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A lot of people say the end of good country music was about 1981. This is about right, though there were still some good post-1981 country records. But why 1981? The main problem was the film Urban Cowboy, which came out in 1980. More precisely, the problem is the soundtrack to same, which (despite not being that bad) was a huge hit and pretty much every track on that shot up the charts. The Urban Cowboy soundtrack featured a combination of country and pop music (mirroring the film's story of a cowboy moving to the city and reflecting it in the combination of cultures in the songs). At any rate, the Nashville Music Industry saw the success of that record, noticed that country records were selling more than they ever had and decided that:
a) They liked that
So, they started the "Urban Cowboy" Movement (i.e. Lousy Pop-Country), which resulted in a lot of poppy songs, and a few songs in answer to that (including Conway Twitty's a-bit-late-but-sure "Don't Call Him A Cowboy (Until You See Him Ride)"), which were all pretty universally awful (but then, well, I hate Conway Twitty, who also embraced the pop side later -- though, it's sort of ironic that he was against it in the first place, as he actually STARTED as a rock singer).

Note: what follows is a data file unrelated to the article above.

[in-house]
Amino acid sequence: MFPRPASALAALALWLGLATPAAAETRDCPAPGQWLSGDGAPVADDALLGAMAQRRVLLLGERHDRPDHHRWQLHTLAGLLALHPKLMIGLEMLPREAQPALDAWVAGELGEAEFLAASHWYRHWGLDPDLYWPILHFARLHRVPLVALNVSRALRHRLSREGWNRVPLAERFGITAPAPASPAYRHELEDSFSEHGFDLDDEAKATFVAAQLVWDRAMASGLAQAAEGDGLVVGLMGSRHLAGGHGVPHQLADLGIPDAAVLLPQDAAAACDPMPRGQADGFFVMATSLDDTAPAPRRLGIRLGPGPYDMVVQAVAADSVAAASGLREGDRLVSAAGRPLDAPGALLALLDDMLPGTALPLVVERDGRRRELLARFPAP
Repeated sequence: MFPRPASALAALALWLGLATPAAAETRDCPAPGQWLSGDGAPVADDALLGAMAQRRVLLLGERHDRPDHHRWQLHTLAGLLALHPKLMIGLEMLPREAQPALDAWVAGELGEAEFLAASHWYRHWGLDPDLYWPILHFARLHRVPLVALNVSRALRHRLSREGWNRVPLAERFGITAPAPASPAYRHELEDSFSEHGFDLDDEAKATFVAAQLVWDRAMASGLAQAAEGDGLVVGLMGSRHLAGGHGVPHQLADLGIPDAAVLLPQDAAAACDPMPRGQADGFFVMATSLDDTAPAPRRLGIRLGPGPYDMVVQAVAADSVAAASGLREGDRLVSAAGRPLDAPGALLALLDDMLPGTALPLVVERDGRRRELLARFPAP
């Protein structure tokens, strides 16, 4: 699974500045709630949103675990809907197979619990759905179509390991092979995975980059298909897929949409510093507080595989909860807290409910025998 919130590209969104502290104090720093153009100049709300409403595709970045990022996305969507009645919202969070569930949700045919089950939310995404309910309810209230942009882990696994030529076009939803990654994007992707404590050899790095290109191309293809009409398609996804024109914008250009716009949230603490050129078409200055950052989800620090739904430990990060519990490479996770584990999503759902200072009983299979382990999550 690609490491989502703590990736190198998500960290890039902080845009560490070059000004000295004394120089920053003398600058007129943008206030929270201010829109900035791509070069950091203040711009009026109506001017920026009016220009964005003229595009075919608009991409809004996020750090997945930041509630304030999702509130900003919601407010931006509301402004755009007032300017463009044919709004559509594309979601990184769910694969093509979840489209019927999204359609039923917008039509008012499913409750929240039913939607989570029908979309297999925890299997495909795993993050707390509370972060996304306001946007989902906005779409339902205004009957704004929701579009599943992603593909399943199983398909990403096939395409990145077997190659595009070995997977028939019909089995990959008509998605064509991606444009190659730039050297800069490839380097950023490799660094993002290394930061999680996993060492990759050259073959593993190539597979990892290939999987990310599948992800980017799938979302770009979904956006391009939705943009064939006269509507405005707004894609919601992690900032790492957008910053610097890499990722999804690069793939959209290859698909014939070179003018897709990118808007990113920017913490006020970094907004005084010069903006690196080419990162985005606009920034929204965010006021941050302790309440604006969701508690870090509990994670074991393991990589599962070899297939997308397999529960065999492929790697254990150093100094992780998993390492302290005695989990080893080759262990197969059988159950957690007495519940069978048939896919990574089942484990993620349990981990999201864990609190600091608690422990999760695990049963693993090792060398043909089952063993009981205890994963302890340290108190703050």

Of course, in the 1980s, there was still enough people out there not interested in the Pop-Country side that you'd still occasionally get records that actually were Country Music. But as the Urban Cowboy movement gained in strength, it started selling more and more records, until you get stuff like Garth Brooks having one of the first million-selling country records (if not the first, can't remember) in the early 1990s, as sort of the height of the "Country Fad", which, of course, wasn't really Country Music, but Urban Cowboy stuff (though no longer called that -- now it's called "Young Country", but the only difference between the two is Young Country is way, way, way poppier than Urban Cowboy.) And those guys who actually wanted to do Country Records, like, say, Dwight Yoakam or Mary-Chapin Carpenter? They're now officially "Alternative Country", which always strikes me as funny. - Rev. Syung Myung Me